RAN Technology

All Band Inexpensive 40 Watt Transmitter


Vintage Ham Radio 0 Comments 07/09/2020 

a great "first homebrew xmtr" project

Posted By: Robert Nickels (ranickels)

 

Jay Miller KK5IM recently wrote an article in Electric Radio magazine about fulfilling his dream of building a homebrew "AM Kilowatt" transmitter (375 watts output by today's standards).     His crystal-controlled exciter that drive the 813 was based on his Novice transmitter, which was built by his grand-uncle back in the 1960s when Novice class hams were lmited to less than 75 watts and crystal control.    The design came from an 1961 ARRL Handbook article (attached below) called "All Band Inexpensive 40 watt Transmitter", that used the classic line-up of a 6AG7 oscillator followed by an 807 or 1625 PA.    (The 1625 is identical to the 807 but has a 12 volt filament, which would require a different filament connection, but was commonly available for pennies from military surplus dealers at the time).  

This circuit would be an ideal "first homebrew rig" starting point because the parts are still inexpensive and not difficult to find (variable capacitors being the possible exception),  it can be adapted to any ham band by choosing the right L-C values without the complexity of bandswitching, and it has everything needed to actually use on the air, including metering and provision for spotting the crystal requency with the receiver.   (Back in the day of crystal control it was common to work "split" where each station tuned to the crystal frequency of the other).

The coils described are made from cutting sections of  "Air Dux" to the required length.   Air Dux and similar coils were commonly available at the time and not expensive but today that's no longer the case.   For the HF range, PVC pipe is a suitable coil form, or there are articles describing how to make the exact same type of self-supported air dielectric coils using a bit of plastic and glue.   A very good article by W3JIP showing how this is done appeared in QST magazine and is also linked below.  Thanks to the ARRL for making this needed information available!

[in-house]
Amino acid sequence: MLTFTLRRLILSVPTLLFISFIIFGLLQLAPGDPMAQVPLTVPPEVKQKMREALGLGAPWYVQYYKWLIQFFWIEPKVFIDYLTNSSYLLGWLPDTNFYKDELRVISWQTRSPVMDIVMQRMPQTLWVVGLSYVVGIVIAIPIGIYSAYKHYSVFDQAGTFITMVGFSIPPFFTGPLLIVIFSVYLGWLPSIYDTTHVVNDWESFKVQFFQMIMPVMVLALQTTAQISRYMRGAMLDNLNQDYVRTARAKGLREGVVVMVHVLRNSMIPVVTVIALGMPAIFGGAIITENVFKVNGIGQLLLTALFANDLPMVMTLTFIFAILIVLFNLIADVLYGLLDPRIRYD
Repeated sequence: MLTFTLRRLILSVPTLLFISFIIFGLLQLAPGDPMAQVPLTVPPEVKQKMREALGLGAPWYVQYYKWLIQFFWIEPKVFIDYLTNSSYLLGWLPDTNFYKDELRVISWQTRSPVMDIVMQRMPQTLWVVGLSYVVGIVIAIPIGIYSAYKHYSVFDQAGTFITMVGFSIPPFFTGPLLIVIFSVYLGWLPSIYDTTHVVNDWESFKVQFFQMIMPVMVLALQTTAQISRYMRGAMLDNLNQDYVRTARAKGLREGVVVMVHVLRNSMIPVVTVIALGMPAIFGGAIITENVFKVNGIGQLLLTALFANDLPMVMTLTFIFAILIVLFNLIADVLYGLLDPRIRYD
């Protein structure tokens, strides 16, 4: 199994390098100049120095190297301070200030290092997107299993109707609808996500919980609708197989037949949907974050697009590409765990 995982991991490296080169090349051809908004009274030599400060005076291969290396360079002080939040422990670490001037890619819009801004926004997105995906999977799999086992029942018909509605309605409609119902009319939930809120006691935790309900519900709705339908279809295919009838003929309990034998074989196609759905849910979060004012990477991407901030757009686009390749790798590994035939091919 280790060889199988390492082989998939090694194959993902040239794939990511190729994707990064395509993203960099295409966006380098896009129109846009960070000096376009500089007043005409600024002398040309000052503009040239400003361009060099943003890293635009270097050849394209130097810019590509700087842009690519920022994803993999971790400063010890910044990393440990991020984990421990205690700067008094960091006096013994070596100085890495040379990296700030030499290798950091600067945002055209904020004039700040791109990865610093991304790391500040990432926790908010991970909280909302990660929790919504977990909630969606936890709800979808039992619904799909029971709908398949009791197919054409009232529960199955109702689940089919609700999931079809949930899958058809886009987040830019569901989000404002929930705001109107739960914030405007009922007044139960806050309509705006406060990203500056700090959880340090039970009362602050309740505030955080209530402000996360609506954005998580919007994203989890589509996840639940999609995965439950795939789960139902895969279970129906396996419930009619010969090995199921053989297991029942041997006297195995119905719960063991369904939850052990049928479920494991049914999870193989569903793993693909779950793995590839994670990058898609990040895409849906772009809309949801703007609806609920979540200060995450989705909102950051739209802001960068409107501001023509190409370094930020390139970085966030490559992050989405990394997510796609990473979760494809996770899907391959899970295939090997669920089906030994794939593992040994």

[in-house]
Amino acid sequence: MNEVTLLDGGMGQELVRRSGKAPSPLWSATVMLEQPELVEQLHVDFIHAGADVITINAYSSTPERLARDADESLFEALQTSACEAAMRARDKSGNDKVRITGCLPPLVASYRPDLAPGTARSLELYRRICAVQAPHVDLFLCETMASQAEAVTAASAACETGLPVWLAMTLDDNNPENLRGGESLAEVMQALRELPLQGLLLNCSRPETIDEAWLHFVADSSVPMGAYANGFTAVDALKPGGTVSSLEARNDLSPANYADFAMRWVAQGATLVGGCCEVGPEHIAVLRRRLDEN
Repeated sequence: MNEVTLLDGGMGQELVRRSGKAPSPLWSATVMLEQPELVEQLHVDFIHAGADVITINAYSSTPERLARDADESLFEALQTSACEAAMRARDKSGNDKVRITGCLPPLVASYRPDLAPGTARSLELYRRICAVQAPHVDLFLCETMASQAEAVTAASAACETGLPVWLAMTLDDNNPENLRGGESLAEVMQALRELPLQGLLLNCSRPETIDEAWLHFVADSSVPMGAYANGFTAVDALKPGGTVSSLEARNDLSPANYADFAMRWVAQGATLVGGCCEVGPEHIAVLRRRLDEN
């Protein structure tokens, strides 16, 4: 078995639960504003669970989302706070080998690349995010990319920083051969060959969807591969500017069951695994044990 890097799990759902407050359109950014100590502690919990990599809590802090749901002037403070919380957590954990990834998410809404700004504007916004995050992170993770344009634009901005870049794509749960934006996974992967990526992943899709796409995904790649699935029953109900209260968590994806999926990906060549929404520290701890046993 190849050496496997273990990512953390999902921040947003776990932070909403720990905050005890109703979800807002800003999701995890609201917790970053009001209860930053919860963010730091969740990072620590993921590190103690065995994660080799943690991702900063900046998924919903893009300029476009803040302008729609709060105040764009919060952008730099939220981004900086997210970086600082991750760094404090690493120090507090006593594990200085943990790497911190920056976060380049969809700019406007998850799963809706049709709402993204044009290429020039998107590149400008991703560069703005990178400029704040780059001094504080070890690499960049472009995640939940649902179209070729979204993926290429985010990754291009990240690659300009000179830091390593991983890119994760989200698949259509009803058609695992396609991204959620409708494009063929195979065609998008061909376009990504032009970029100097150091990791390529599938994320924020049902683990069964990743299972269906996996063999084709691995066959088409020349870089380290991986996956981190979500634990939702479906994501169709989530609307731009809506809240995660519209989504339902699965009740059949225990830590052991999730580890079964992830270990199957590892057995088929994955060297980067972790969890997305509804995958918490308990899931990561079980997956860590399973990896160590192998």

Hamfests and online sources will provide all the parts needed with a little patience.  Hammond is the best source for new power transformers and chokes and while not inexpensive, making a separate power supply as shown makes it easy to use with future projects.

One thing that isn't included is a T/R switch or relay to switch the antenna between transmitter and receiver and to mute the receiver during TX.   I can solve that problem however!   This is a perfect application for my VERSA-TR which was described in the December 2018 issue of QST and is available in kit from from Hayseed Hamfest.  In addition to automatically sensing and switching the antenna, it can mute the receive audio and by connecting amplified type speaker(s) a pleasant sidetone is generated for CW monitoring.

Hams have been using vacuum tubes longer than anyone but it's the guitar players who have kept tube manufacturers in business and amplifier builders that have provided companies with sufficient volume to keep making transformers and other components.   So all hams wishing to re-live the golden age of building their own ham gear that is still very usable on the air need to do is take advantage of these sources and dust off a classic transmitter design like this one.

 

 

Click on the image title or on the image itself to open the full-sized image in a separate window.

Description Comment  
W3JIP article on making air-core homebrew inductor It's easy! Courtesy ARRL. Visit www.arrl.org to learn all about ham radio!
1961 All Band Homebrew 40 watt transmitter courtesy ARRL handbook 1961. Visit www.arrl.org to learn all about ham radio!

  

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- Robert Nickels (ranickels),  04/28/2020 
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